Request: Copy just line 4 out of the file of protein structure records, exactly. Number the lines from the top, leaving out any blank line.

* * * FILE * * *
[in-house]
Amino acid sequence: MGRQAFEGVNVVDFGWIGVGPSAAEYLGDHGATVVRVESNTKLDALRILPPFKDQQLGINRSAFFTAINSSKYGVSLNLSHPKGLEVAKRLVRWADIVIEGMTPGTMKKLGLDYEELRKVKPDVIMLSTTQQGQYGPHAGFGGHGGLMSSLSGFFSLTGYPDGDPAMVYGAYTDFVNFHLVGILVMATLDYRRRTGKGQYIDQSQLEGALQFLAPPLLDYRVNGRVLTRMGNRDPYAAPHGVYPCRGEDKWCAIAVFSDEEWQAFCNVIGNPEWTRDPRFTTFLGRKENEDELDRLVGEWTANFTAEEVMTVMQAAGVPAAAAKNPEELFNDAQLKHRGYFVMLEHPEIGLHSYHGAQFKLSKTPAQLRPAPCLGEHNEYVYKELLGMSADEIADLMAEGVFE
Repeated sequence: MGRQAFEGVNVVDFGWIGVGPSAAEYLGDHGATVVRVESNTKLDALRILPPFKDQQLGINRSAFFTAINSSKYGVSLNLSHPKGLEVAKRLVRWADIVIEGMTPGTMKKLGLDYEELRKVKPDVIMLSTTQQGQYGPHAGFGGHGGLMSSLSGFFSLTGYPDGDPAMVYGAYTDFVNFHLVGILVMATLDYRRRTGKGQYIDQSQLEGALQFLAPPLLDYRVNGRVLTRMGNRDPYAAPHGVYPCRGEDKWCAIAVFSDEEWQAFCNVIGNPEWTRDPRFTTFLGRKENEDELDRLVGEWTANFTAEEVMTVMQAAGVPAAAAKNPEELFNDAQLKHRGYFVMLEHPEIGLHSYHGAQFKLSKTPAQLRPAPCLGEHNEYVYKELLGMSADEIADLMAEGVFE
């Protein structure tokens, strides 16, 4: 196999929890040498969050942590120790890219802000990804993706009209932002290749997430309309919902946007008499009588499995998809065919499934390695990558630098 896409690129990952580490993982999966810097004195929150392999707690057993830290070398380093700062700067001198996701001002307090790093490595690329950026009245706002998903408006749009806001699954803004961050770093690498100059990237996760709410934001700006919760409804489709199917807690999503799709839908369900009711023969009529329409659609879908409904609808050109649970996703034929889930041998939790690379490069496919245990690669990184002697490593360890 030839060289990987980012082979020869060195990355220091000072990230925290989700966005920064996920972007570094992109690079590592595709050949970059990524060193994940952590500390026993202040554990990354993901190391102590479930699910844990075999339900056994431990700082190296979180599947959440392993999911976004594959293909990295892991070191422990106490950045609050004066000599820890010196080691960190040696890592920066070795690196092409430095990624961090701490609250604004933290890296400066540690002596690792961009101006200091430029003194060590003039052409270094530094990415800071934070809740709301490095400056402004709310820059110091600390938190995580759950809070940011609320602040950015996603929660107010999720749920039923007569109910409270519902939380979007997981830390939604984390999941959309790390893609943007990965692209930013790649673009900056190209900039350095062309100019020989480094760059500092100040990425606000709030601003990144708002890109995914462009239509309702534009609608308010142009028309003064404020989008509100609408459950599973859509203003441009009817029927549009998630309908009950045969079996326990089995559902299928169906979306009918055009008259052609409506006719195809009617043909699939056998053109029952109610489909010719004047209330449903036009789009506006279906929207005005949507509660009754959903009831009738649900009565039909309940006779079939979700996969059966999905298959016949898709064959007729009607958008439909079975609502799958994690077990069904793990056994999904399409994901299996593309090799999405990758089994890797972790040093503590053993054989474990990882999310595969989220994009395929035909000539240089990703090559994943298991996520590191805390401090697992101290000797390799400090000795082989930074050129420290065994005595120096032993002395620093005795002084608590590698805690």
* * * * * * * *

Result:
């Protein structure tokens, strides 16, 4: 196999929890040498969050942590120790890219802000990804993706009209932002290749997430309309919902946007008499009588499995998809065919499934390695990558630098 896409690129990952580490993982999966810097004195929150392999707690057993830290070398380093700062700067001198996701001002307090790093490595690329950026009245706002998903408006749009806001699954803004961050770093690498100059990237996760709410934001700006919760409804489709199917807690999503799709839908369900009711023969009529329409659609879908409904609808050109649970996703034929889930041998939790690379490069496919245990690669990184002697490593360890 030839060289990987980012082979020869060195990355220091000072990230925290989700966005920064996920972007570094992109690079590592595709050949970059990524060193994940952590500390026993202040554990990354993901190391102590479930699910844990075999339900056994431990700082190296979180599947959440392993999911976004594959293909990295892991070191422990106490950045609050004066000599820890010196080691960190040696890592920066070795690196092409430095990624961090701490609250604004933290890296400066540690002596690792961009101006200091430029003194060590003039052409270094530094990415800071934070809740709301490095400056402004709310820059110091600390938190995580759950809070940011609320602040950015996603929660107010999720749920039923007569109910409270519902939380979007997981830390939604984390999941959309790390893609943007990965692209930013790649673009900056190209900039350095062309100019020989480094760059500092100040990425606000709030601003990144708002890109995914462009239509309702534009609608308010142009028309003064404020989008509100609408459950599973859509203003441009009817029927549009998630309908009950045969079996326990089995559902299928169906979306009918055009008259052609409506006719195809009617043909699939056998053109029952109610489909010719004047209330449903036009789009506006279906929207005005949507509660009754959903009831009738649900009565039909309940006779079939979700996969059966999905298959016949898709064959007729009607958008439909079975609502799958994690077990069904793990056994999904399409994901299996593309090799999405990758089994890797972790040093503590053993054989474990990882999310595969989220994009395929035909000539240089990703090559994943298991996520590191805390401090697992101290000797390799400090000795082989930074050129420290065994005595120096032993002395620093005795002084608590590698805690």